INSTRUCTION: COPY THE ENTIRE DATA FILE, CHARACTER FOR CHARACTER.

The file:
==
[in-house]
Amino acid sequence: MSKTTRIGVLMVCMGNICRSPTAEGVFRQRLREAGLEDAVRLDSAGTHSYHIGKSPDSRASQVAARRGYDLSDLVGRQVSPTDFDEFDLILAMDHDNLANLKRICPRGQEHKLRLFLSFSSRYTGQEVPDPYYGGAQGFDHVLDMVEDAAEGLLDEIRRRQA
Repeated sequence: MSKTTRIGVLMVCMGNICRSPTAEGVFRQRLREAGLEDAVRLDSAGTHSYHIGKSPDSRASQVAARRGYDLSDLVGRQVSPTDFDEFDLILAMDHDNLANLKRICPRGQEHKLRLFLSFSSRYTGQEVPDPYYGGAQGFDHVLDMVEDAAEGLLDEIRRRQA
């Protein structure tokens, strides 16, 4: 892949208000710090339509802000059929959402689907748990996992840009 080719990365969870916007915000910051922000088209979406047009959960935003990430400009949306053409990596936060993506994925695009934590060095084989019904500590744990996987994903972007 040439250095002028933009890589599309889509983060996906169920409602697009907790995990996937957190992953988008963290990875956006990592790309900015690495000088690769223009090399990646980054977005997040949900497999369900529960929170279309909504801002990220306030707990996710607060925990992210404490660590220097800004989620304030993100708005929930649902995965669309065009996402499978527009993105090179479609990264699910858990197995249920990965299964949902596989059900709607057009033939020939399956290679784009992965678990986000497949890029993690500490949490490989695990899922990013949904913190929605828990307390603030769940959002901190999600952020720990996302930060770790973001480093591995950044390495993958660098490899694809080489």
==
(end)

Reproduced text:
[in-house]
Amino acid sequence: MSKTTRIGVLMVCMGNICRSPTAEGVFRQRLREAGLEDAVRLDSAGTHSYHIGKSPDSRASQVAARRGYDLSDLVGRQVSPTDFDEFDLILAMDHDNLANLKRICPRGQEHKLRLFLSFSSRYTGQEVPDPYYGGAQGFDHVLDMVEDAAEGLLDEIRRRQA
Repeated sequence: MSKTTRIGVLMVCMGNICRSPTAEGVFRQRLREAGLEDAVRLDSAGTHSYHIGKSPDSRASQVAARRGYDLSDLVGRQVSPTDFDEFDLILAMDHDNLANLKRICPRGQEHKLRLFLSFSSRYTGQEVPDPYYGGAQGFDHVLDMVEDAAEGLLDEIRRRQA
């Protein structure tokens, strides 16, 4: 892949208000710090339509802000059929959402689907748990996992840009 080719990365969870916007915000910051922000088209979406047009959960935003990430400009949306053409990596936060993506994925695009934590060095084989019904500590744990996987994903972007 040439250095002028933009890589599309889509983060996906169920409602697009907790995990996937957190992953988008963290990875956006990592790309900015690495000088690769223009090399990646980054977005997040949900497999369900529960929170279309909504801002990220306030707990996710607060925990992210404490660590220097800004989620304030993100708005929930649902995965669309065009996402499978527009993105090179479609990264699910858990197995249920990965299964949902596989059900709607057009033939020939399956290679784009992965678990986000497949890029993690500490949490490989695990899922990013949904913190929605828990307390603030769940959002901190999600952020720990996302930060770790973001480093591995950044390495993958660098490899694809080489």